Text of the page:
Entomologist's Bent For Bug Busting Develops Into Profitable Business

Gary Alpert strayed from his career track, but at Harvard he found he could still do good research as well as make good money BOSTON--When Gary Alpert arrived at Harvard 15 years ago as a graduate student, he was eager to pursue an academic career in insect behavior. Then the Pharaoh ant got in his way. Lots of them, actually. They were all over the place, running rampant through the biology labs and hallways and showing up in lunch bags and research preparations. Years earlier, the bugs had h

Elizabeth Pennisi
Sep 2, 1990


Gary Alpert strayed from his career track, but at Harvard he found he could still do good research as well as make good money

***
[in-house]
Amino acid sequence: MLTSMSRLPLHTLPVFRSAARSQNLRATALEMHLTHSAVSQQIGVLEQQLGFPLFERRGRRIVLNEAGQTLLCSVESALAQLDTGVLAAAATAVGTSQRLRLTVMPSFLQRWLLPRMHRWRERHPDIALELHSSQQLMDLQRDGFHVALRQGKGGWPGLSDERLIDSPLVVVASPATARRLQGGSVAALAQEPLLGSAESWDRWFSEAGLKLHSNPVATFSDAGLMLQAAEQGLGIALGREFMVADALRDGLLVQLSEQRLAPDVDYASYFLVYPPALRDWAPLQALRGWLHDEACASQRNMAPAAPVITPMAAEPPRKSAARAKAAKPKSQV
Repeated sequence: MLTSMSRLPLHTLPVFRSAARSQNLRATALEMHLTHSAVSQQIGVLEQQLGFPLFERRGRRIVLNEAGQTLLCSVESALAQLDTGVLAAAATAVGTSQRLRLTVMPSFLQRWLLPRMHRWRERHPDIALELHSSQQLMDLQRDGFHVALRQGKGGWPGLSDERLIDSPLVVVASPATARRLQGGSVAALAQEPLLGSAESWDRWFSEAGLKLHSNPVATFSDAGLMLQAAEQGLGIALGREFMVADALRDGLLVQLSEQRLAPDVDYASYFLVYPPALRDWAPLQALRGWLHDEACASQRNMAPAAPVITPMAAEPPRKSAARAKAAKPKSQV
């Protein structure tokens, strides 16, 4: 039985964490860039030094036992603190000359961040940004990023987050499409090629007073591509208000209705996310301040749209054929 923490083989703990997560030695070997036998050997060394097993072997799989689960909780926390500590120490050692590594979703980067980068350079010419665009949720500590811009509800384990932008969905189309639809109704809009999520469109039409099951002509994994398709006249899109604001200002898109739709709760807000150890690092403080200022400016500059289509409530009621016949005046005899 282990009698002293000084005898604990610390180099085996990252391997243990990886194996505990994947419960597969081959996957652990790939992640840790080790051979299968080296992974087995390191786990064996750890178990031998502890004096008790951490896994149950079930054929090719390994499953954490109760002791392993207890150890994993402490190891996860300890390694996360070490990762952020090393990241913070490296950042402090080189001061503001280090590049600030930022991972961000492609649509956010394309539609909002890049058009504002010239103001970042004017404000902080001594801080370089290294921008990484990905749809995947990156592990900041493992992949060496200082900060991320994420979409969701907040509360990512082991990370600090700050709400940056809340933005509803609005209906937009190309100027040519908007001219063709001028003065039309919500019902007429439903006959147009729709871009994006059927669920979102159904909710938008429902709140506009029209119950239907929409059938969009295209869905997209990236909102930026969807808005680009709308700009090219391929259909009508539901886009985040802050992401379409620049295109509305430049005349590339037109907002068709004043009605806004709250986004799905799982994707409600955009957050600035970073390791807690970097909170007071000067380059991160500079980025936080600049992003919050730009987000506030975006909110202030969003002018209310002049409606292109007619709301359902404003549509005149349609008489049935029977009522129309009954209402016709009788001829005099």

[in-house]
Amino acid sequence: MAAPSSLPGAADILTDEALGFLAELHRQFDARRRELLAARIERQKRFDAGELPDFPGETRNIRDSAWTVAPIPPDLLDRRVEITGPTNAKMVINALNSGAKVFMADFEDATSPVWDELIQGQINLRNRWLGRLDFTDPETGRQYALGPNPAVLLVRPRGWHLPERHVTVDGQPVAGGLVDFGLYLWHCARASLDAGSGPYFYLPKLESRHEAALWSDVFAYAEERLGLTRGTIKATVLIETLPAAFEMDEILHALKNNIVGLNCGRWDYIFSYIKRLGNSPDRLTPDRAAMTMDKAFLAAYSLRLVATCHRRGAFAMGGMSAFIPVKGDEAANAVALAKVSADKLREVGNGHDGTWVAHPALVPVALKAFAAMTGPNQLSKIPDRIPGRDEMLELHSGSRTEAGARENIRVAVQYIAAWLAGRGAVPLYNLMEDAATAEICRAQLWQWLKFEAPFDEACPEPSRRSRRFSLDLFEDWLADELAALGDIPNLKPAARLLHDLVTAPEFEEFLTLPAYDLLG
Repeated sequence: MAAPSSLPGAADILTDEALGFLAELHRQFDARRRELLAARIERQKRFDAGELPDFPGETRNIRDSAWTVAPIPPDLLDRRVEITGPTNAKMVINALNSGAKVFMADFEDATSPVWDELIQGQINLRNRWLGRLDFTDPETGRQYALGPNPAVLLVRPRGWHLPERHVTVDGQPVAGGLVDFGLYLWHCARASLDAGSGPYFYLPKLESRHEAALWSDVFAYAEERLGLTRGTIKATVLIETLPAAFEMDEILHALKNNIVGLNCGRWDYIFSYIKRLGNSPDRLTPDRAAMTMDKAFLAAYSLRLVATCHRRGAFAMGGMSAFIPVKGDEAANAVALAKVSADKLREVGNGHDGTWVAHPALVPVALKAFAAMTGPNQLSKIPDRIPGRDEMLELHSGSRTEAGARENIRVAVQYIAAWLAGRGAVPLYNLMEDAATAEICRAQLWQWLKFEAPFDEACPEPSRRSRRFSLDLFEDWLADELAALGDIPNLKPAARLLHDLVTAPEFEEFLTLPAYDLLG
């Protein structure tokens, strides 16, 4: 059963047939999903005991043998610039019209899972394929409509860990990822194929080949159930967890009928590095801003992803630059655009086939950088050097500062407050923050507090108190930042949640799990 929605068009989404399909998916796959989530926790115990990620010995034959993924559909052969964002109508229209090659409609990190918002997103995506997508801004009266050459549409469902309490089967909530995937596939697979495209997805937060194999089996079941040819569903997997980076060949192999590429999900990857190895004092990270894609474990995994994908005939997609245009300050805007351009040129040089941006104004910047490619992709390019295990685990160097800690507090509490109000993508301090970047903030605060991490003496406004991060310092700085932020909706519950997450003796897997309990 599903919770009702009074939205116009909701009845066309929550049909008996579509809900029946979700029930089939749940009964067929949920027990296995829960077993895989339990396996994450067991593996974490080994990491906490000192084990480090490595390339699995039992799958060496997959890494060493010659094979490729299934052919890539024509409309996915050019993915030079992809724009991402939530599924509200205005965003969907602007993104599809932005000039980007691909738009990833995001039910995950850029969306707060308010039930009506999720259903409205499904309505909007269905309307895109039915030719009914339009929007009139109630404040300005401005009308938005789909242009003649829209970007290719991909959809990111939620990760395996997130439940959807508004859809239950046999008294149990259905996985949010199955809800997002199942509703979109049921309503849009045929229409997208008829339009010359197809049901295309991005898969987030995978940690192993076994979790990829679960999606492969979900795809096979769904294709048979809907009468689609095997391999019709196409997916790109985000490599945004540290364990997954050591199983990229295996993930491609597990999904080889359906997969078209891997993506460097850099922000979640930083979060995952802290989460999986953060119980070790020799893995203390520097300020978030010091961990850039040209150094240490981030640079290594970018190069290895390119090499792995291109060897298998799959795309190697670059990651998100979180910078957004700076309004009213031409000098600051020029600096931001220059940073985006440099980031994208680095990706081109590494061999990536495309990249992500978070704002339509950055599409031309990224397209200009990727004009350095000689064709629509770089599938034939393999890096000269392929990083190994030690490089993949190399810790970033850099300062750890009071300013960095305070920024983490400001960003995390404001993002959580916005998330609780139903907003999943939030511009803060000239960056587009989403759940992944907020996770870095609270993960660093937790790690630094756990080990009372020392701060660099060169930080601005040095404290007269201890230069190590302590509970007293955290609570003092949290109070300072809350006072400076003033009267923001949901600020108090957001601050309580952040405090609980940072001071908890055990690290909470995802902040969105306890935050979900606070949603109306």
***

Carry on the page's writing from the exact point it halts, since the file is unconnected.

BOSTON--When Gary Alpert arrived at Harvard 15 years ago as a graduate student, he was eager to pursue an academic career in insect behavior. Then the Pharaoh ant got in his way. Lots of them, actually. They were all over the place, running rampant through the biology labs and hallways and showing up in lunch bags and research preparations. Years earlier, the bugs had hitchhiked to Cambridge from tropical jungles, presumably stowed away in someone's luggage. They escaped, infesting the labs and thwarting all attempts to get rid of them.

"It was an entomologist's nightmare come true," recalls Alpert.

In desperation, he tried something unorthodox. Alpert borrowed an insect growth-regulating chemical from an endocrinology professor, and mixed it into peanut butter as bait. The ants carried...

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